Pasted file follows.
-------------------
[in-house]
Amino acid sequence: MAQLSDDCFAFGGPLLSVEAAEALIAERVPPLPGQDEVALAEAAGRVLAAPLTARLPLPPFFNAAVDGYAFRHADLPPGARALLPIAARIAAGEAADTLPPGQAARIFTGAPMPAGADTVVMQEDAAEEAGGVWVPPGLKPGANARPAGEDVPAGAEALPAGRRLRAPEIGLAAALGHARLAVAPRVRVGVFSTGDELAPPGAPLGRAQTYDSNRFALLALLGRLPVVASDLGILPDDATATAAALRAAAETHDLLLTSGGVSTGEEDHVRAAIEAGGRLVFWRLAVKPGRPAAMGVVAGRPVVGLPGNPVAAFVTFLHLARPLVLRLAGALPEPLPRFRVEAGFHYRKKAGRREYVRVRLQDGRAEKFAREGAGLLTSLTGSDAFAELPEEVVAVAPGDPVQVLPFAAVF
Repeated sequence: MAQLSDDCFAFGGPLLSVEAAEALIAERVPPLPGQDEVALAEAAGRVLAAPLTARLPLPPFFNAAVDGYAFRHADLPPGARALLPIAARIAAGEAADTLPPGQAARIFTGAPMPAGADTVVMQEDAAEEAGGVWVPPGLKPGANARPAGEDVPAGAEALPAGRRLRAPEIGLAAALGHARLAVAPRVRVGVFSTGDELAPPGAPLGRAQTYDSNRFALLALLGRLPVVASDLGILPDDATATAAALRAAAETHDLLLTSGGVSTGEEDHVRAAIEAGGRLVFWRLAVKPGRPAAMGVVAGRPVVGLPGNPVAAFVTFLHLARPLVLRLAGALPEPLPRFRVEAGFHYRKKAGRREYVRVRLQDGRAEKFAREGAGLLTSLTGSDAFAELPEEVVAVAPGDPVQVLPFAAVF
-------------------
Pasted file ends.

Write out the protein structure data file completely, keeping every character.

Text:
[in-house]
Amino acid sequence: MAQLSDDCFAFGGPLLSVEAAEALIAERVPPLPGQDEVALAEAAGRVLAAPLTARLPLPPFFNAAVDGYAFRHADLPPGARALLPIAARIAAGEAADTLPPGQAARIFTGAPMPAGADTVVMQEDAAEEAGGVWVPPGLKPGANARPAGEDVPAGAEALPAGRRLRAPEIGLAAALGHARLAVAPRVRVGVFSTGDELAPPGAPLGRAQTYDSNRFALLALLGRLPVVASDLGILPDDATATAAALRAAAETHDLLLTSGGVSTGEEDHVRAAIEAGGRLVFWRLAVKPGRPAAMGVVAGRPVVGLPGNPVAAFVTFLHLARPLVLRLAGALPEPLPRFRVEAGFHYRKKAGRREYVRVRLQDGRAEKFAREGAGLLTSLTGSDAFAELPEEVVAVAPGDPVQVLPFAAVF
Repeated sequence: MAQLSDDCFAFGGPLLSVEAAEALIAERVPPLPGQDEVALAEAAGRVLAAPLTARLPLPPFFNAAVDGYAFRHADLPPGARALLPIAARIAAGEAADTLPPGQAARIFTGAPMPAGADTVVMQEDAAEEAGGVWVPPGLKPGANARPAGEDVPAGAEALPAGRRLRAPEIGLAAALGHARLAVAPRVRVGVFSTGDELAPPGAPLGRAQTYDSNRFALLALLGRLPVVASDLGILPDDATATAAALRAAAETHDLLLTSGGVSTGEEDHVRAAIEAGGRLVFWRLAVKPGRPAAMGVVAGRPVVGLPGNPVAAFVTFLHLARPLVLRLAGALPEPLPRFRVEAGFHYRKKAGRREYVRVRLQDGRAEKFAREGAGLLTSLTGSDAFAELPEEVVAVAPGDPVQVLPFAAVF